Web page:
After World War II, Spartanburg County's industry slowly began to diversify and today the county is home to many types of industries. During the late 1950s and early 1960s, the county became a center of foreign industry when many European companies located plants and offices here. Today the county is a home to many Asian companies as well. The Greenville-Spartanburg Airport has recently expanded to handle increasing commercial traffic and there are several foreign trade zones located here.

Today the city is home to five colleges, Milliken Research Center, BMW, Michelin, Hoechst Celanese, and many other businesses. Interstates 85 and 26 criss-cross the area. Spartanburg is an active center of the arts and its downtown is booming once again with restaurants, shops, and a new library. A major shopping mall and the proximity to neighboring Greenville has brought expansive growth to the west side of Spartanburg County. Recreational opportunities include boating and fishing on Lake Bowen and Lake Blalock, the bicycling Assault on Mount Mitchell, an extensive youth soccer program, a nationally known youth swimming program, and easy access to the nearby mountains.

Hardy Scots-Irish pioneers blazing their trail into the northwestern section of South Carolina a century and a half ago, thinking, perhaps, of the type of manhood most admired in those times, christened the region they settled "Spartanburg," and in 1791 Spartanburg County was organized.

Today, Spartanburg County is peopled by prosperous descendants of these trail blazers. The population in 1920 was 94,265, estimated for 1925 at 100,382. Three years ago the county achieved the distinction of being ranked twenty-eighth among the 3,069 counties of the United States in value of agricultural products.

Spartanburg County is first in population to the square mile and second in total population of South Carolina counties. It ranks first among South Carolina counties in white, American-born population, in rural population, in value of manufactured products, in value of agricultural products, and in number of looms and spindles.

The county contains 765 square miles of lands unsurpassed for fertility in the Southeast. Of the 489,600 acres, 39.9 per cent is Cecil sandy clay loam, and 32.2 is Cecil sandy loam. The growing season is 210 days, and the rainfall ranges from 45 to 50 inches. Practically all of the county is more than 875 feet above sealevel. Farm products in 1925 were valued at more than $15,000,000. Two agricultural agents are employed.

Of crops that flourish are alfalfa, asparagus, cabbage, watermelons, carrots, clover, grass mixtures for hay, cucumbers, peas, beans, corn, wheat, oats, rye, peanuts, sorghum, soy beans, spinach, strawberries, sweet potatoes, and velvet beans. Prosperous orchards dot the gentle slopes of the county, many carloads of peaches and apples are shipped annually, and dozens of young orchards are nearing maturity.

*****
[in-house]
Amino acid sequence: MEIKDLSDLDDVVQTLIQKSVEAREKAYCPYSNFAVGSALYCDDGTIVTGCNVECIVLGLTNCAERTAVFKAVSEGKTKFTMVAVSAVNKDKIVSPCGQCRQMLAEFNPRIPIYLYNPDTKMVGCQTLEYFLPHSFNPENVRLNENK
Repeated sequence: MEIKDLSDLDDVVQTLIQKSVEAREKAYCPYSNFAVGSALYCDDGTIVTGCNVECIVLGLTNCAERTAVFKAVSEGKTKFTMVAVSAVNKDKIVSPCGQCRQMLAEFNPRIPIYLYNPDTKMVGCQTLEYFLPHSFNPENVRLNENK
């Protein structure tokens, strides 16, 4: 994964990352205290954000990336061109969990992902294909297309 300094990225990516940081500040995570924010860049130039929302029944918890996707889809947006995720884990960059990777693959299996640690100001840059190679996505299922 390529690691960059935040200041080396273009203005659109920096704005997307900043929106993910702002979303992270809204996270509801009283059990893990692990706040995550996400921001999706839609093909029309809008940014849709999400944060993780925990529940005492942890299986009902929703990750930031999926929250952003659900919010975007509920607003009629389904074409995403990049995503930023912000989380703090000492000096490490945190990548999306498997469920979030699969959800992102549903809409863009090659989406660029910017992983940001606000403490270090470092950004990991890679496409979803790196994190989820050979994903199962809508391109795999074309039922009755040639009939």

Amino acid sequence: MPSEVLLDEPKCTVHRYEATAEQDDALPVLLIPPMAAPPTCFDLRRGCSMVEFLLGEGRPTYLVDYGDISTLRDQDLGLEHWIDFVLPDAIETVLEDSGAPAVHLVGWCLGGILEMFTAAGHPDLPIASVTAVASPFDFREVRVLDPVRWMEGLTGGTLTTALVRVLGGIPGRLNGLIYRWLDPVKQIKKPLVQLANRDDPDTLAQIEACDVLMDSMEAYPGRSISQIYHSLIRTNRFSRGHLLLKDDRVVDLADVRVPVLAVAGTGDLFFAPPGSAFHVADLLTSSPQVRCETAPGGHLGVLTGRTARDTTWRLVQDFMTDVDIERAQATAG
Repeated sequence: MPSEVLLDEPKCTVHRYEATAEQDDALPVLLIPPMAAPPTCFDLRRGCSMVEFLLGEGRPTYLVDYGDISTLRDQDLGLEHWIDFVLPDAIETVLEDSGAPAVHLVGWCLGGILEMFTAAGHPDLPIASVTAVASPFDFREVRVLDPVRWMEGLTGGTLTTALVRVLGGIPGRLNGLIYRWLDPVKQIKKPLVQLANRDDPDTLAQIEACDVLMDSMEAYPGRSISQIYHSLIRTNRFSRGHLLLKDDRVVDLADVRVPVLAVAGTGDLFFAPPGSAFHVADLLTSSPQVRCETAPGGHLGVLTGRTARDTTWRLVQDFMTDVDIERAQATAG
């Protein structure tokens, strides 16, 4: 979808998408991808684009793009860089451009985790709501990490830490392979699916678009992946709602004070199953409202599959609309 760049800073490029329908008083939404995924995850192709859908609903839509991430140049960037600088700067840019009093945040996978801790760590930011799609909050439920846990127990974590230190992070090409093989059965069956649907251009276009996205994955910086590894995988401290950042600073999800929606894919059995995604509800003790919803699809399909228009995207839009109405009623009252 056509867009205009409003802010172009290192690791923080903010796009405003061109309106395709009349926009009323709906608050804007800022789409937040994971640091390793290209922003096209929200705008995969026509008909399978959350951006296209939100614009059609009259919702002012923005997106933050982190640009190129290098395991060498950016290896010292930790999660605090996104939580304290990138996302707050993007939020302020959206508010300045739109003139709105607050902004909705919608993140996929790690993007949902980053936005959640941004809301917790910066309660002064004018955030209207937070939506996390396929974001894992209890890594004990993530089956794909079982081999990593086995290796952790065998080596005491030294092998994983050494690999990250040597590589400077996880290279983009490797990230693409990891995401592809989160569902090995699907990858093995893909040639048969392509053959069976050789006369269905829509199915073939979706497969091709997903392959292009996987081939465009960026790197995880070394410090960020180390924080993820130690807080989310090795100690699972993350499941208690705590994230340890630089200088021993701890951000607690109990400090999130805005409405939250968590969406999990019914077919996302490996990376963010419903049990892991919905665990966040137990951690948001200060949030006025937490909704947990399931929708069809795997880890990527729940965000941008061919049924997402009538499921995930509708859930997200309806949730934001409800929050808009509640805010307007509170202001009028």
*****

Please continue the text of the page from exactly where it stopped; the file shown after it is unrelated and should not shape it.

Four railroads (mileage 126) cross the county, which is linked with the three great railroads serving the South - the Southern Railway, the Atlantic Coast Line Railroad, the Seaboard Air Line Railway - plus the Clinchfield Railroad - rendering vast markets easily accessible to both farmers and manufacturers.

Spartanburg County is covered with a network of power transmission lines, totaling 250 miles. Four power companies operate within the county.

Many hundreds of thousands of dollars have been invested in Spartanburg County by New Englanders. Local and outside capital has built cotton mills, operating 25,000 looms and 950,000 spindles. Thirty-five million dollars is invested in the plants, which produce an annual output valued at $40,000,000. The picture is of a typical home of a textile mill worker is Percolate village.

Iron and steel fabricating plants, railway repair shops, machine shops, oil mills, fertilizer plants, lumber mills, cement pipe, creosoting, and many other industrial enterprises flourish. The annual output of eight cottonseed oil mills is valued at more than $1,000,000.

Thirty prosperous banks and seven building and loan associations contribute to prosperity.

There are more than 70 churches in the county, and 104 public schools, of which 19 are high schools.

Wofford College, for young men, and Converse College, for young women, are in Spartanburg city. The South Carolina School for the Deaf and the Blind is in Spartanburg County.

Along the excellent highways traversing the county are attractive and substantial farm homes. Lighted with electricity, many of these rural homes are equipped with waterworks and most of the other conveniences to be found in urban residences.

Spartanburg is rich in history. Congress now has under consideration a bill to convert into a national military park the Cowpens battleground, where the British Lt. Colonel Banastre Tarleton was repulsed by Brigadier General Daniel Morgan and his riflemen. Other spots made famous in the Revolutionary or Confederate wars are in the county.

Immediately above, published in "South Carolina: A Handbook," prepared by The Department of Agriculture, Commerce, and Industries and Clemson College, Columbia, South Carolina, 1927. In the Public Domain. [with minor edits]